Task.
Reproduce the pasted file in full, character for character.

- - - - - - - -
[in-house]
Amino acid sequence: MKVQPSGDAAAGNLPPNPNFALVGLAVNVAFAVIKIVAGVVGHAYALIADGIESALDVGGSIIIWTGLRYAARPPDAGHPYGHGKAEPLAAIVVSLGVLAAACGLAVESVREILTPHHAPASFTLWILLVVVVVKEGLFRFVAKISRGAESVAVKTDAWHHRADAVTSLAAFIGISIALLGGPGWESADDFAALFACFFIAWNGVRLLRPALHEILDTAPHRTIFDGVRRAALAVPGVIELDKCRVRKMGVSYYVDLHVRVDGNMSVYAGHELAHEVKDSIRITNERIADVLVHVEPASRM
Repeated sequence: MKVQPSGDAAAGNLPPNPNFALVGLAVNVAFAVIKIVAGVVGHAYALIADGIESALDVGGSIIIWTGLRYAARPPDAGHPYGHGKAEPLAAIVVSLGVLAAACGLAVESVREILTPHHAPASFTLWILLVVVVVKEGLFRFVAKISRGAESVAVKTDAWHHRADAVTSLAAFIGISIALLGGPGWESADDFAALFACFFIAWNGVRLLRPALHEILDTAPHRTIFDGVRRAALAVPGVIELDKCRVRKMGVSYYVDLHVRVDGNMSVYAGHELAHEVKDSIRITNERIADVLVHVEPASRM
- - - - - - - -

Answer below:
[in-house]
Amino acid sequence: MKVQPSGDAAAGNLPPNPNFALVGLAVNVAFAVIKIVAGVVGHAYALIADGIESALDVGGSIIIWTGLRYAARPPDAGHPYGHGKAEPLAAIVVSLGVLAAACGLAVESVREILTPHHAPASFTLWILLVVVVVKEGLFRFVAKISRGAESVAVKTDAWHHRADAVTSLAAFIGISIALLGGPGWESADDFAALFACFFIAWNGVRLLRPALHEILDTAPHRTIFDGVRRAALAVPGVIELDKCRVRKMGVSYYVDLHVRVDGNMSVYAGHELAHEVKDSIRITNERIADVLVHVEPASRM
Repeated sequence: MKVQPSGDAAAGNLPPNPNFALVGLAVNVAFAVIKIVAGVVGHAYALIADGIESALDVGGSIIIWTGLRYAARPPDAGHPYGHGKAEPLAAIVVSLGVLAAACGLAVESVREILTPHHAPASFTLWILLVVVVVKEGLFRFVAKISRGAESVAVKTDAWHHRADAVTSLAAFIGISIALLGGPGWESADDFAALFACFFIAWNGVRLLRPALHEILDTAPHRTIFDGVRRAALAVPGVIELDKCRVRKMGVSYYVDLHVRVDGNMSVYAGHELAHEVKDSIRITNERIADVLVHVEPASRM